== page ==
In other words, knowing the origin of our products can help arm consumers with the knowledge necessary to make the best informed purchasing decision.
Traceability is crucial, Ms. Joshi said, as it is that important nugget of information that can help us as consumers change our behavior for the better. Just as more consumers would avoid a restaurant that serves notoriously-overfished seafood or chicken injected with hormones, if we know that cotton shirt was made by children who were expelled from school to pick cotton during harvest season, or chemicals that pollute drinking water, we would be less inclined to select that garment — and vice-versa.
The change BCI enacted has been impressive, and in fact, it has been exponential when one looks at the raw numbers. From 28,000 farmers growing 35,000 megatons of cotton in 2010, BCI’s impact surged to over 1.2 million farmers producing 2.3 million megatons, according to its 2014 annual report. That figure should continue to increase, and BCI is so confident that it is documenting the 2015 harvest live as the numbers come in. As far as documentation, BCI’s reach has also widened, as it documents production from farm to cotton gin, to mills, spinners and retailers.
This growth, Ms. Joshi said, is because of BCI’s measured approach to stakeholder outreach across the entire cotton apparel supply chain. And rather than lecture consumers, BCI’s staff devotes its energy to working with companies, including the likes of Adidas, Tesco, Marks and Spencer, H&M and C&A.
It’s about more than ‘green’ consumers
This is not about reaching out to the “green” shopper — BCI has taken the long view, works on the world’s largest textile companies, and is therefore making sustainable cotton mainstream. “If we think about all the levers we can pull, we thought about what’s the biggest one, which one we could pull with biggest impact,” Ms. Joshi recalled. “Better cotton shouldn’t be about only green consumers — it should be about anyone, even if they don’t care about cotton’s impact. Our goal is for all consumers to pick up any product and be confident.”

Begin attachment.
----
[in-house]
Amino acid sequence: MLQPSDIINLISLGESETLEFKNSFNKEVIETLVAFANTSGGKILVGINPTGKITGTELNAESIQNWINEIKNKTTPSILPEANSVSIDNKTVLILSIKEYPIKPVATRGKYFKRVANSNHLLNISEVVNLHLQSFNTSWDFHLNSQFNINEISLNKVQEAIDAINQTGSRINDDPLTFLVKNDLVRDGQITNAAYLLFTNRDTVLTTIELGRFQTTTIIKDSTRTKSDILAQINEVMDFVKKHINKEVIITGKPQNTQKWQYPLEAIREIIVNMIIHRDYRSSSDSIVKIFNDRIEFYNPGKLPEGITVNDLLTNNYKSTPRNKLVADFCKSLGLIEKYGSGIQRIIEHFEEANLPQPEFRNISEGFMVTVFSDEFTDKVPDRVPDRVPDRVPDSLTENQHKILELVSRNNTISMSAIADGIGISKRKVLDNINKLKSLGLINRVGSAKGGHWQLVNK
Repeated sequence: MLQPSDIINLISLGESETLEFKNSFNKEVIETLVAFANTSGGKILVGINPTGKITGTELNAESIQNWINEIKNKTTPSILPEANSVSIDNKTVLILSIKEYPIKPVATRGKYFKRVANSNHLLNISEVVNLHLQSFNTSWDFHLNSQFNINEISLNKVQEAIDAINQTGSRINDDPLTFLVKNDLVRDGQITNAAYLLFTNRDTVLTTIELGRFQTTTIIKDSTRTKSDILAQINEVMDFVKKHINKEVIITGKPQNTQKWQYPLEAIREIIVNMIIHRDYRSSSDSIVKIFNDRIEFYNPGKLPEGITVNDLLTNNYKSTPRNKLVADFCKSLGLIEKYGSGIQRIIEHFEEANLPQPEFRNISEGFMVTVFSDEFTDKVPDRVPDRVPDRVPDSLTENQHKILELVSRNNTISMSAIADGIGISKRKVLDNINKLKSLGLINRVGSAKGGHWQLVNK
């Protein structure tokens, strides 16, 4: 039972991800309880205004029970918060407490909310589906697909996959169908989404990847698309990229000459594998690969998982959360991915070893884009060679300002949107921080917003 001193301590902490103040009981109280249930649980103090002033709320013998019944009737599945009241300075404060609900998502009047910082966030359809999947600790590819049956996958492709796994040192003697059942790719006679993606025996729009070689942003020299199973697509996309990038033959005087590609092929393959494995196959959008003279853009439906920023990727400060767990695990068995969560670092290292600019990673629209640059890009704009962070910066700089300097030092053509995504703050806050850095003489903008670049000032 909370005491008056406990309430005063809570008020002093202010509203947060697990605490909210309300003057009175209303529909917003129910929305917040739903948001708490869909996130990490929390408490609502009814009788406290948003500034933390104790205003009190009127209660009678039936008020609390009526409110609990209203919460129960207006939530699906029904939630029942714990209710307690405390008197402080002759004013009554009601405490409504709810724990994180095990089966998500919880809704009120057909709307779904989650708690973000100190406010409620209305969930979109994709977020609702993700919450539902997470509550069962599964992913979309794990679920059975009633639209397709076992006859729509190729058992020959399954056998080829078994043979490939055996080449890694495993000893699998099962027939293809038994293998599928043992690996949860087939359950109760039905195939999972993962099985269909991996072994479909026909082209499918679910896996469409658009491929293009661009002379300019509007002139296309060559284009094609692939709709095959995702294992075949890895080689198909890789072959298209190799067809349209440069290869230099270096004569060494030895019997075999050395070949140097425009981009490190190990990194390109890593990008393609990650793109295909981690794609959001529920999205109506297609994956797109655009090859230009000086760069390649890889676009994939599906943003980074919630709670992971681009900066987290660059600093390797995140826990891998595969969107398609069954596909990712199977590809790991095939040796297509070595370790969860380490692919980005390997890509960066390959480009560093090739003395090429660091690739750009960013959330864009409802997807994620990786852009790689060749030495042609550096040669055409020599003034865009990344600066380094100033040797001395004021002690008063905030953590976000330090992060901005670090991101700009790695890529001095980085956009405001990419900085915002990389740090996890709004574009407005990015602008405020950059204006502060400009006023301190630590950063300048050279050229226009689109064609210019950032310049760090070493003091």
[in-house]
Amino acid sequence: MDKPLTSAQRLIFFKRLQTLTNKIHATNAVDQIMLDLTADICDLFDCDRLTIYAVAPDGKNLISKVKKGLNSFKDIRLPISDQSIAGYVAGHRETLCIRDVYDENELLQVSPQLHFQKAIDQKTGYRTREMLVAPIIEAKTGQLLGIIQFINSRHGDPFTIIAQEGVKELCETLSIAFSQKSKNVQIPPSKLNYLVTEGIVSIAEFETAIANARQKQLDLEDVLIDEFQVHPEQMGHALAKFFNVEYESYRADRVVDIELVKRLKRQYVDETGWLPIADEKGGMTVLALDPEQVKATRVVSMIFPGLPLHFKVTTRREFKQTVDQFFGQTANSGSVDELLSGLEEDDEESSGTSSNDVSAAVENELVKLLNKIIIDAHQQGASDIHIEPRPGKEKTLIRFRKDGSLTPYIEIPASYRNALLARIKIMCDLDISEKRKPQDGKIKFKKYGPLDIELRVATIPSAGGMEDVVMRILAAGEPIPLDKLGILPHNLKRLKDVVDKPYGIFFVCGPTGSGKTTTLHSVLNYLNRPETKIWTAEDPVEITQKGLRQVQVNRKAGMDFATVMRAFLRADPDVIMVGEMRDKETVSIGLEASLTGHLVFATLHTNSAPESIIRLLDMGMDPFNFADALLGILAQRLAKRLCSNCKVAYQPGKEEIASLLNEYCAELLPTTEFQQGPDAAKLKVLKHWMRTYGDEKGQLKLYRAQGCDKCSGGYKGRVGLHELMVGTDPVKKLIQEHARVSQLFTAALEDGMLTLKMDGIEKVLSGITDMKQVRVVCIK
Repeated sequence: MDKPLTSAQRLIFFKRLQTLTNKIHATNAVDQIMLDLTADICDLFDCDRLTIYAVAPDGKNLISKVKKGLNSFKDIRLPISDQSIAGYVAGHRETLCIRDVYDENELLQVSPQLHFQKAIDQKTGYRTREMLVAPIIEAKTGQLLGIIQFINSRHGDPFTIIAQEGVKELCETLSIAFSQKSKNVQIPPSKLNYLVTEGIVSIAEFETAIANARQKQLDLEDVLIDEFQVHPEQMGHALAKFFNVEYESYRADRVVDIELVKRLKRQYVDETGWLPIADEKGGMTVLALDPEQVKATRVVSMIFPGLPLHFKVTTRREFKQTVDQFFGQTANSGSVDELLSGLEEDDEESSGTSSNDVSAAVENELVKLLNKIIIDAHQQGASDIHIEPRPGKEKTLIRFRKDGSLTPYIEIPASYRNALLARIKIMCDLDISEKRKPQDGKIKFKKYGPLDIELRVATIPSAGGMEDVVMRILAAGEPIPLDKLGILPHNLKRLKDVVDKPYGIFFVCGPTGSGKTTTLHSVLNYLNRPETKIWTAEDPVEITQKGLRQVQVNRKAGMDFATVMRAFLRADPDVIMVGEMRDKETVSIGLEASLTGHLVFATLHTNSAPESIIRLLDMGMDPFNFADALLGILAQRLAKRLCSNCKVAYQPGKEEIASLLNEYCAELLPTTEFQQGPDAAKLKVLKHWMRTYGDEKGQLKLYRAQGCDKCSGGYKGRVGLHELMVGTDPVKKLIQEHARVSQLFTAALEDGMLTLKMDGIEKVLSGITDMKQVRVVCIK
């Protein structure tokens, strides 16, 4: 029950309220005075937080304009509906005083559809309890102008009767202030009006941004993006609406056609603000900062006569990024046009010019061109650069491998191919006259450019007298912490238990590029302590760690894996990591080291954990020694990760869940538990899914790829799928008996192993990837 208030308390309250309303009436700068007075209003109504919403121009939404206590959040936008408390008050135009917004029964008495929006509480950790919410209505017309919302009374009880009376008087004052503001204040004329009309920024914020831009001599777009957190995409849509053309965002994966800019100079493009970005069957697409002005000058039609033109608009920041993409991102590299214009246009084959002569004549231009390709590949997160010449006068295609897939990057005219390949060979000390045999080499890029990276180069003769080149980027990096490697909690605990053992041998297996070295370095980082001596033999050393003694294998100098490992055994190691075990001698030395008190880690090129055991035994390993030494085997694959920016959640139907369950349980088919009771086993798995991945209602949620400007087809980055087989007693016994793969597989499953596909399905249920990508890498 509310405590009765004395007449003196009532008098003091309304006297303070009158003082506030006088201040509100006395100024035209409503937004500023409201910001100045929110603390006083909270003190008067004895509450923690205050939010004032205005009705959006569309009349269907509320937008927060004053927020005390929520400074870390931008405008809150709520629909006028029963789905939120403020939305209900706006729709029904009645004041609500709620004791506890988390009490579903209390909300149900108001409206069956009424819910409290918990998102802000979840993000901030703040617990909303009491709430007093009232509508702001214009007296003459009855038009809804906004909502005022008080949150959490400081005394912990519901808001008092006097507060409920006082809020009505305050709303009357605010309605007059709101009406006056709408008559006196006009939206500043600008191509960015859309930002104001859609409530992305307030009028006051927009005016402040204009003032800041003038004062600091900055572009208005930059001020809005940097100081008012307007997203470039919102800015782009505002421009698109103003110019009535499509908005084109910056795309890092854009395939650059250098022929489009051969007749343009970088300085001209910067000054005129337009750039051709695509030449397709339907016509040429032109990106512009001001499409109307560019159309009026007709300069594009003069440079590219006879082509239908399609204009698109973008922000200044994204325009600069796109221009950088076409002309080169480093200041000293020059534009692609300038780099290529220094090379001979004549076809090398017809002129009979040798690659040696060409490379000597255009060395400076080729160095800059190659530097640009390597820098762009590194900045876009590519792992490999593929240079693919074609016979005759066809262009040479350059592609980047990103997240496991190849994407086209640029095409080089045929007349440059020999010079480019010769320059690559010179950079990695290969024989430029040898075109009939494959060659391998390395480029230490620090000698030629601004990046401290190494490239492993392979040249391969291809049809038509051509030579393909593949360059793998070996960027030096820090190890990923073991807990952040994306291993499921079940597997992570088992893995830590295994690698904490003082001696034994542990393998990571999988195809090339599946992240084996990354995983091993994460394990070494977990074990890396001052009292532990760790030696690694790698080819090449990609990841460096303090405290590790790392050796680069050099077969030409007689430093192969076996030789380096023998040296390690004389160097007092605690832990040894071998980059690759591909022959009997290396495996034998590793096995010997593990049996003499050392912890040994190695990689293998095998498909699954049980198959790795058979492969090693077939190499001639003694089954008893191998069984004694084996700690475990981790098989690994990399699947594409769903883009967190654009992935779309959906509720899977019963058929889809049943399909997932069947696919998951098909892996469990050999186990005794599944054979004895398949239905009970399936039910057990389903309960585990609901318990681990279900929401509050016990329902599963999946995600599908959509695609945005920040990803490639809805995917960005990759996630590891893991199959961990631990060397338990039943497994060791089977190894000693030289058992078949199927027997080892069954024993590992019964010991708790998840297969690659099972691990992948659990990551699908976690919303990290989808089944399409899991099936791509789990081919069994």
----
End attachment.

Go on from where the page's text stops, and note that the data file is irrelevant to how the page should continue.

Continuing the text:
And even if a consumer absolutely does not care about sustainable cotton, BCI works to bypass the consumer by working directly with companies. And its directives are not just for consumers in the West. “In markets like India and Korea, the majority of consumers are not green consumers,” Ms. Joshi explained. “The best way to get them is to convince the company, not the consumer, about better cotton, and then set ambitious targets. Then the consumer doesn’t have the choice, but ultimately everyone will have access to a better cotton product.”
It’s important to remember that this “better” cotton is eventually blended with conventional cotton to make the clothes for some of the world’s most prolific brands. There is no ‘Better Cotton’ label on the shirt you’re buying. Instead of going after the consumers seeking a special label of approval, BCI skips all of them entirely. “I would not spend time and effort trying to convince a consumer what’s in it for him or her,” Ms. Joshi insisted. “I’d tell consumers, ‘If you don’t want to change your shopping habits, shop at these companies because they use BCI cotton.’”
It sure would not hurt, however, if BCI’s partners shared some of the organization’s success stories. BCI has done a fine job archiving the difference it has made in some of the world’s largest cotton markets, including Brazil, China and India.
In one cotton-growing region of India, BCI worked with local partners to increase school attendance. For years, the norm was for children to help their parents in the cotton fields, with the result that classrooms were almost empty during harvest season. An education program launched that included plays and debates focusing on the negative impacts of child labor. The upshot was to impart upon parents the importance of having kids in schools, not in fields, in order to build a better long-term future for these families.
That is just one of dozens of stories brands can leverage to educate their consumers about the advantages of buying better cotton — a choice, in fact, that was already made for them.
Image credit: Better Cotton Initiative